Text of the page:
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Furnace Efficiency Law: Are Massachusetts Homeowners Forced to Upgrade to a 90%+ Efficiency Furnace?

Furnace Efficiency Law: Are Massachusetts Homeowners Forced to Upgrade to a 90%+ Efficiency Furnace?
Looking for a new gas furnace? Several months ago, you might have been told by a heating contractor that your only choice was to install a more expensive 90% or higher efficiency furnace.

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However, that’s no longer the case. Contractors can still sell and install furnaces with a minimum 80% AFUE rating. Considering that these furnaces are less expensive, this is good news for homeowners who don’t want to spend extra for more efficiency.

We wanted to revisit this subject so Massachusetts homeowners know exactly what their gas furnace options are as they look for new furnaces this fall.

The 90% furnace standard will NOT be enforced

On May 1, 2013 the U.S department of Energy (DOE) was going to officially enforce a new furnace efficiency standard. That standard would require contractors in 30 northern states (including Massachusetts) to only sell and install furnaces with an AFUE efficiency of 90% or more.

However, on April 5, 2013, DOE made a statement that the standard would not be enforced. That means the law is technically “on the books” but, according to the Air Conditioning Contractors of America (ACCA), “contractors may continue to install non-condensing residential natural gas furnaces (i.e., those with an AFUE less than 90%) without consequence to themselves or their customers.”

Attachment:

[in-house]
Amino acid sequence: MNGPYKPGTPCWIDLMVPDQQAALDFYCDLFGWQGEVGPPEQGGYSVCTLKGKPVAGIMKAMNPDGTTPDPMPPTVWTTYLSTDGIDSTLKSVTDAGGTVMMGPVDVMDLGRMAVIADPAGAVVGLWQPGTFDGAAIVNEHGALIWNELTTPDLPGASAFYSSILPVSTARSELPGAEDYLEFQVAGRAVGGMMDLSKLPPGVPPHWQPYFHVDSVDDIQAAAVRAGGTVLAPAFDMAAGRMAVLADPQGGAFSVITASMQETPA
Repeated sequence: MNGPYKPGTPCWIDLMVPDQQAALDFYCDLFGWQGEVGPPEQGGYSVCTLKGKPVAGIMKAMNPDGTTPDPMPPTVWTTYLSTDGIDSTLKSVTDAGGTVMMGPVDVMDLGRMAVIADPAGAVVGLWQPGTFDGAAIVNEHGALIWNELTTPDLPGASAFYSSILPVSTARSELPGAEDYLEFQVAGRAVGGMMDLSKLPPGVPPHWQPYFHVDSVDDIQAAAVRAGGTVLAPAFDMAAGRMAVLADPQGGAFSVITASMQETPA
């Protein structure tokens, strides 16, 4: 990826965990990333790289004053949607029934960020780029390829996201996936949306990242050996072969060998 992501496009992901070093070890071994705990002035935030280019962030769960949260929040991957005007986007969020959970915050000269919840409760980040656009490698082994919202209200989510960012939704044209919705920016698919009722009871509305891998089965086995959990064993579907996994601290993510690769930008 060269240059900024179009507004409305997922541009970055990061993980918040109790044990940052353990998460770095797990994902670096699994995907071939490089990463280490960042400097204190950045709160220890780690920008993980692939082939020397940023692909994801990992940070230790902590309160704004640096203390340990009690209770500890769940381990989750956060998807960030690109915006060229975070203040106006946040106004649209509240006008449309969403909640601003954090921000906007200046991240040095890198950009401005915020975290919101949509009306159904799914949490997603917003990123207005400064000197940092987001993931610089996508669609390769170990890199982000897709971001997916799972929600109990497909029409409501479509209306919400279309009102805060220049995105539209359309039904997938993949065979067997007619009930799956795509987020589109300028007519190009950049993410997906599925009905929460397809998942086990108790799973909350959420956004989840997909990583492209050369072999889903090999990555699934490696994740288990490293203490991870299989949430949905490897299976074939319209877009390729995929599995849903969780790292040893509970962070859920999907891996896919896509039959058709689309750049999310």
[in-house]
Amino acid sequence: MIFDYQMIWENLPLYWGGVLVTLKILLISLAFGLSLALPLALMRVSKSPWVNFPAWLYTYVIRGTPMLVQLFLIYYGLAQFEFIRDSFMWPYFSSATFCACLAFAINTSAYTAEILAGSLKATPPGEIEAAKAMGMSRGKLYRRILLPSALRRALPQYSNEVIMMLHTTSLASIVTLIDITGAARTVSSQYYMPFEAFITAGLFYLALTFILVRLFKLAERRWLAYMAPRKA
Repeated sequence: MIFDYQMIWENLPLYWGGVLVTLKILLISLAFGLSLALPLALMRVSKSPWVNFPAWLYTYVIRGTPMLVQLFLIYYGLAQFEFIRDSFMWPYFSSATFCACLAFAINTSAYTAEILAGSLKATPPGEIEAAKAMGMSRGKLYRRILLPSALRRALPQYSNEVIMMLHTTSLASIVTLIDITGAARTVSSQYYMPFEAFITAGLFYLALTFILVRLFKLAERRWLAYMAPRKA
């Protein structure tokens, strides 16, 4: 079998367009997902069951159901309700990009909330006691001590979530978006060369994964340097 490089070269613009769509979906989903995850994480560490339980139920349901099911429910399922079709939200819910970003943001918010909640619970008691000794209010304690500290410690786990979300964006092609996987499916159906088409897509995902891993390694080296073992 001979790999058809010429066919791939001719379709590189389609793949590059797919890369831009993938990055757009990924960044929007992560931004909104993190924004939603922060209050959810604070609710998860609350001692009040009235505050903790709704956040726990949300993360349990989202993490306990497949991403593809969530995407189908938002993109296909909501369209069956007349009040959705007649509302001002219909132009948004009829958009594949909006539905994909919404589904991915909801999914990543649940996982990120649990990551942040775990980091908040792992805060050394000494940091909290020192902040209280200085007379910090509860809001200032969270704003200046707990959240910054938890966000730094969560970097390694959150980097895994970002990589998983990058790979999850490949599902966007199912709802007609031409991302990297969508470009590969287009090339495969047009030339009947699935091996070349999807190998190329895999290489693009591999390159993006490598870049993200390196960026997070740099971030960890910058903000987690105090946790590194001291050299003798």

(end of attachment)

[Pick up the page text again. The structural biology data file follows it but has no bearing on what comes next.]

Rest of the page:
Why the 90% furnace efficiency standard will not be enforced

The standard’s intention was to help reduce global warming emissions and help homeowners save money on their energy bills, according to the American Council for Energy Efficiency Economy (ACEEE).

However, the American Public Gas Association (APGA) brought forth a lawsuit against the DOE rule. According to the APGA, “the Furnace Rule, although intended to increase efficiency, would have undermined energy efficiency goals and increased costs to consumers.”

They go on to say that, because 90% and above gas furnaces are more expensive to buy and install, homeowners would be pressured to install less efficient electric furnaces.

A proposed settlement agreement was made between the DOE and APGA saying that the DOE would rescind the Furnace standard rules and restart the process of writing them.

Heating contractors were not trying to trick you

As you can see, this back and forth about the standards could lead to some misunderstandings between homeowners and heating contractors.

Being told that you had to had to upgrade to at least 90% furnace by one contractor, but being told by another at a later date that you don’t looks fishy. But now you know it’s the back and forth of this furnace standard that’s the cause of the change of advice—not contractor trickery.

To see if you should install an 80% or a 90% rated furnace, contact Nicholson Heating and Air for help.